• Where are thriving examples of intergenerational partnership? Esp community organizing for social change?

  • Where are intergenerational partnerships working effectively today, and what makes them work so well?

  • What causes intergenerational partnerships to work?

  • What are the most compelling stories of intergenerational and cross boundary coalition building?

  • What becomes possible when people collaborate inter-generationally?

COMMUNICATION

  • How might we carry out a national intergenerational conversation amongst Americans, given the broken state of the media and government?

  • What are effective forms of intergenerational communication and partnership in business, government, and civil society?
Comment by Franis Engel on April 20, 2014 at 1:39am

I'm not sure that I understand why most of this action happened around 2010 and nothing much has gone on since. What was it that encouraged the participation of that era?
What struck me about the whole idea of questions is regarded as stressful by most people. Questions are threatening. It implies the person who is asking has the right to demand you read their mind or suffer if you guess wrong.
Being able to observe oneself, to welcome unfamiliarity and be comfortable with ambiguity while a question hangs in the air unanswered is a very privileged point of view to have gained...especially after having made it through the USA school system.

Comment by Patricia Molla on August 27, 2012 at 8:01am

People, this links does work!!!

http://es.scribd.com/doc/18675626/Art-of-Powerful-Questions

Blessings

Comment by Varsha Chandarana on August 26, 2012 at 5:45am

Oh the link below doesn't work anymore. Can anyone help?

Comment by Denise Pang on August 23, 2011 at 12:23pm
The Art of Powerful Questions by Eric Vogt, Juanita Brown and David Issacs http://www.theworldcafe.com/pdfs/aopq.pdf is a fantastic resource on how to frame strategic questions. I especially found the 3 dimensions of powerful questions - scope, assumptions and construction - profoundly impactful to the participants in my workshops. Congratulations to the authors and collaborators for your generous contribution!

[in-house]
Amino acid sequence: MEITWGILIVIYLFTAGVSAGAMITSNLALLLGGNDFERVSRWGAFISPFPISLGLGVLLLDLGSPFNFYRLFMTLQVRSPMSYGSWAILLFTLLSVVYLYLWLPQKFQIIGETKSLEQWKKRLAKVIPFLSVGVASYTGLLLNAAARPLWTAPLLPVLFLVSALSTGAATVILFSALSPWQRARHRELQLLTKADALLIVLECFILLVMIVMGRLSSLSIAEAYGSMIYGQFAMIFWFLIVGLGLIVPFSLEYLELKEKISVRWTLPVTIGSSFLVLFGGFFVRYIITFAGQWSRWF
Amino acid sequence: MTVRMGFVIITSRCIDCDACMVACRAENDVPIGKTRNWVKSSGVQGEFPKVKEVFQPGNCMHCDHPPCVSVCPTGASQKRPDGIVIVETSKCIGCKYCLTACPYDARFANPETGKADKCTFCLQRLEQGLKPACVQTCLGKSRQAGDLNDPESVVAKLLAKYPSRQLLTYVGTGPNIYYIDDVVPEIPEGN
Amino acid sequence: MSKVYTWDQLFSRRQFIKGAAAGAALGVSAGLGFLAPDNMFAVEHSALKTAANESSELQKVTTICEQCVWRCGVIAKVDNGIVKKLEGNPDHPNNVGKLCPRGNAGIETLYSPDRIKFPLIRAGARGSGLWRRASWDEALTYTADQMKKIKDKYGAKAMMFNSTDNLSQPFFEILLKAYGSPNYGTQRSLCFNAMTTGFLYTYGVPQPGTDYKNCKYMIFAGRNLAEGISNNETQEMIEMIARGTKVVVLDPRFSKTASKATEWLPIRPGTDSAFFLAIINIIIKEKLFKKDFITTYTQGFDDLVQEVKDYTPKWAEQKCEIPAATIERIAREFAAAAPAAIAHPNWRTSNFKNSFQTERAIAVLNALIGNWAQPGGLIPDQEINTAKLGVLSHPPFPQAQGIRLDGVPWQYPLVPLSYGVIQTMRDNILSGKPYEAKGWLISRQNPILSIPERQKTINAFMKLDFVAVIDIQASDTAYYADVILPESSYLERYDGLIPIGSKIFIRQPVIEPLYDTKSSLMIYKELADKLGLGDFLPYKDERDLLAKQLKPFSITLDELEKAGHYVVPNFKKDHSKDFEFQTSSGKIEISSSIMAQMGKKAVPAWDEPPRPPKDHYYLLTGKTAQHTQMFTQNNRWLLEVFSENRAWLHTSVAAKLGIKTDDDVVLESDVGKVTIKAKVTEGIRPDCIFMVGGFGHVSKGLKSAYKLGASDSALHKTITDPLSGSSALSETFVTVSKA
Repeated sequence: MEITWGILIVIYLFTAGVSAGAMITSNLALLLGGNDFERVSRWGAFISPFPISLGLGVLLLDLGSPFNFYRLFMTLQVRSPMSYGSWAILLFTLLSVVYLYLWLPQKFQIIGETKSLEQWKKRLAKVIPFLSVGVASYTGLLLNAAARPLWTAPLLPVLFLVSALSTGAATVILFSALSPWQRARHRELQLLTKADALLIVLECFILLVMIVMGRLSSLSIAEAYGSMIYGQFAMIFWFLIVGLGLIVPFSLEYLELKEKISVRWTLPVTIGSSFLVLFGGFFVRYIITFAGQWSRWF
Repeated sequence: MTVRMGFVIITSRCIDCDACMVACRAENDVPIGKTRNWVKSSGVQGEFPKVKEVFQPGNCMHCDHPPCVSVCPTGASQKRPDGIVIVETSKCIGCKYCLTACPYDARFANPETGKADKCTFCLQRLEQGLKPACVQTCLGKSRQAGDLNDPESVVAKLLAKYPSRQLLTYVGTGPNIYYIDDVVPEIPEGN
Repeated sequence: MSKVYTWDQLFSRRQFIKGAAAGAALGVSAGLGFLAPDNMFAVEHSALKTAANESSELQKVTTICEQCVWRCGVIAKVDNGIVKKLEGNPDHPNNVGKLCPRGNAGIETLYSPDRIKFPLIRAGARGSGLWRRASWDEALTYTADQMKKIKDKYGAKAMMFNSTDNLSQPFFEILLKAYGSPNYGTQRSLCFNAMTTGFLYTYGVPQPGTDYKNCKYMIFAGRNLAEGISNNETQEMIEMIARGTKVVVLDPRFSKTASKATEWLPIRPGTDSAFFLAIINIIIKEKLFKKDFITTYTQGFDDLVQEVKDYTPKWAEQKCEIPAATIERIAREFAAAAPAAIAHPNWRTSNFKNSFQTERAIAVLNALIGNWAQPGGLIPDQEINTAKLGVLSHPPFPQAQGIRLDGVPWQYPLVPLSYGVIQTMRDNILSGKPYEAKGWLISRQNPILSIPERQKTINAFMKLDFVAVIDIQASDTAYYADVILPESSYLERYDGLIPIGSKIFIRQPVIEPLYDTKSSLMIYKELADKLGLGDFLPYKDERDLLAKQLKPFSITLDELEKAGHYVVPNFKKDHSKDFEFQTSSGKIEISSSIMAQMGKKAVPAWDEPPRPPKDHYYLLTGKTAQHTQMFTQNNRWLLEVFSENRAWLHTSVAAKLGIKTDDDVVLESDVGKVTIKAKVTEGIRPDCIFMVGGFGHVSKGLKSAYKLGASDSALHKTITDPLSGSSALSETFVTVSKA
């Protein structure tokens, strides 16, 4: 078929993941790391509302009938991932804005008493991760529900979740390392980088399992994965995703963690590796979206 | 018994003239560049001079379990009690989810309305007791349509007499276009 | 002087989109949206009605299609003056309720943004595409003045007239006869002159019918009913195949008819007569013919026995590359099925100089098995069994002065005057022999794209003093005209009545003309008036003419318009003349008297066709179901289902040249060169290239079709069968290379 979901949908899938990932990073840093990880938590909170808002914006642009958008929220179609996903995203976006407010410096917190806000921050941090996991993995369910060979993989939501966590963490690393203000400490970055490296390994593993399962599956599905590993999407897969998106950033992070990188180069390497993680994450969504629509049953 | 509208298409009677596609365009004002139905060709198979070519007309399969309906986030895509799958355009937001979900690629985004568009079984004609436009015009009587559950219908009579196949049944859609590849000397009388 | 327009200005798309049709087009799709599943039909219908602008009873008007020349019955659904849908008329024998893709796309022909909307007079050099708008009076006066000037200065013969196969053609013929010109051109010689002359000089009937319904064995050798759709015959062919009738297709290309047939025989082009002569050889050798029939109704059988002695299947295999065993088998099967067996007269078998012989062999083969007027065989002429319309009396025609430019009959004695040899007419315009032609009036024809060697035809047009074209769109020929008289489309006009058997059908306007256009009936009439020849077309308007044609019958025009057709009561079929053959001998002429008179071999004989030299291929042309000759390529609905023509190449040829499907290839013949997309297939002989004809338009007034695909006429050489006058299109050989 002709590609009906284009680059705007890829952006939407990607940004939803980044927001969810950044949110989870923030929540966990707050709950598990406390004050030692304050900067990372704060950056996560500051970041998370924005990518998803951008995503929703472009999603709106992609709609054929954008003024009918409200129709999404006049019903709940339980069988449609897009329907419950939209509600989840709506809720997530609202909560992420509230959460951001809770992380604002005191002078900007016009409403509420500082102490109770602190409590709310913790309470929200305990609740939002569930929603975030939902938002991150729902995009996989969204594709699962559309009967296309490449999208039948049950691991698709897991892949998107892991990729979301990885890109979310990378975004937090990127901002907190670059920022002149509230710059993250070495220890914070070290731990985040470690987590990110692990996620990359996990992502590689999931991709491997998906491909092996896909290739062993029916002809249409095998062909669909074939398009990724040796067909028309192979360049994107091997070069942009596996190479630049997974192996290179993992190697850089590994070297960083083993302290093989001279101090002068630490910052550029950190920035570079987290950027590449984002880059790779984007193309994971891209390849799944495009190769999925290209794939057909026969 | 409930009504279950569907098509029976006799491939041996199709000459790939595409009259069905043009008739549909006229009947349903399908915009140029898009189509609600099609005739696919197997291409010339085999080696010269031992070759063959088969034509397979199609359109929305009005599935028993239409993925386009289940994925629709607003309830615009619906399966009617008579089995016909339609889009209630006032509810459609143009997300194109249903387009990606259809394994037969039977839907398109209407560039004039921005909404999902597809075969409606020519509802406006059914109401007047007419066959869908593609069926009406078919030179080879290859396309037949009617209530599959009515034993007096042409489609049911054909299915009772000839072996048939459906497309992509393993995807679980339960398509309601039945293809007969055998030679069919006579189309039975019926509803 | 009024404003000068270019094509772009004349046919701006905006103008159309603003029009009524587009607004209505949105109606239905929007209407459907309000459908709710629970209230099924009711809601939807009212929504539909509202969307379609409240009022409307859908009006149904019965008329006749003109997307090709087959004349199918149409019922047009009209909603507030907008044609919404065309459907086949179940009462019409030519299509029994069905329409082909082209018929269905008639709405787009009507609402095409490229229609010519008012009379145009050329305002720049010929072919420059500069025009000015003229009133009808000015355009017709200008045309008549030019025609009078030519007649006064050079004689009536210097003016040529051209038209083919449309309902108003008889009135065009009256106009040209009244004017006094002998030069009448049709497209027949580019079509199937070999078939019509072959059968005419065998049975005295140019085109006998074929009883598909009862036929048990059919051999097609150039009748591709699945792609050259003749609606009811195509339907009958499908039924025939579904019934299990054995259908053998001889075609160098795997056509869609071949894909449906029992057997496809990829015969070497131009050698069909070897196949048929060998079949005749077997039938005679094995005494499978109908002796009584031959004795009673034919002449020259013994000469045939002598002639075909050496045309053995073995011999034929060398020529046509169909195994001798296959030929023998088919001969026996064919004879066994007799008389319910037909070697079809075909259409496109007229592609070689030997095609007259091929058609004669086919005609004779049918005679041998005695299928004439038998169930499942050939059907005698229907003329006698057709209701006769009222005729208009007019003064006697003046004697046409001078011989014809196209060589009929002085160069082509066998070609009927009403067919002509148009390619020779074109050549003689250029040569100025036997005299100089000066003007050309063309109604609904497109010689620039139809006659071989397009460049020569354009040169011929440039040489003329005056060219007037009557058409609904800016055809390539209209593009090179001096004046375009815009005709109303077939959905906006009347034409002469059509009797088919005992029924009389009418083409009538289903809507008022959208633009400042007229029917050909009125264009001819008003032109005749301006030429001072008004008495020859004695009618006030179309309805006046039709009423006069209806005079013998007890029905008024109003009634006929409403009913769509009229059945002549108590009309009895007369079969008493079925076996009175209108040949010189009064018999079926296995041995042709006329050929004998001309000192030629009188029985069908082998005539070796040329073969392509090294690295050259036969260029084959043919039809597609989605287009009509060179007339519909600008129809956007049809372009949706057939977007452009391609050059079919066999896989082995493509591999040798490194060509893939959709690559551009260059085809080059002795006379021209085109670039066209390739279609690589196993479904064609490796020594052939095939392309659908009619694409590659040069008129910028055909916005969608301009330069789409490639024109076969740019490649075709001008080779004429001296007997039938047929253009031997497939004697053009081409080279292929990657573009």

Comment by Alexandra Smith on November 24, 2010 at 10:25am
Hello eveyone! I loved some of the themes of your conversations. In our work with leaders we explore "where the questopn comes from"- i.e. intent. We especially focus on this in our Coaching for Potential seminar, when leaders are honing their coaching capabilities and moving away from their performance management mode. Has anyone got stories to share around this topic? Look forward to hearing from you. A
Comment by Roberta Faulhaber on April 30, 2010 at 11:56am
I went to a university called St. John's College, based on reading the great books. What was truly amazing about the pedagogy was the seminar. Some twenty students and 2 professors would read and discuss various classic texts. The seminar always started out with a question. What this taught me was that trying to answer a question is the best way to learn. In fact, trying to come up with a good question is an art in itself...
Comment by Andrew Devon Clark Castle on February 23, 2010 at 2:52pm
Questions and the refinement of questions is a powerful means of expanding awareness around issues as well cultivating a level of curiosity and creativity that has the power to transform design limitations and evolve systems to their best potential.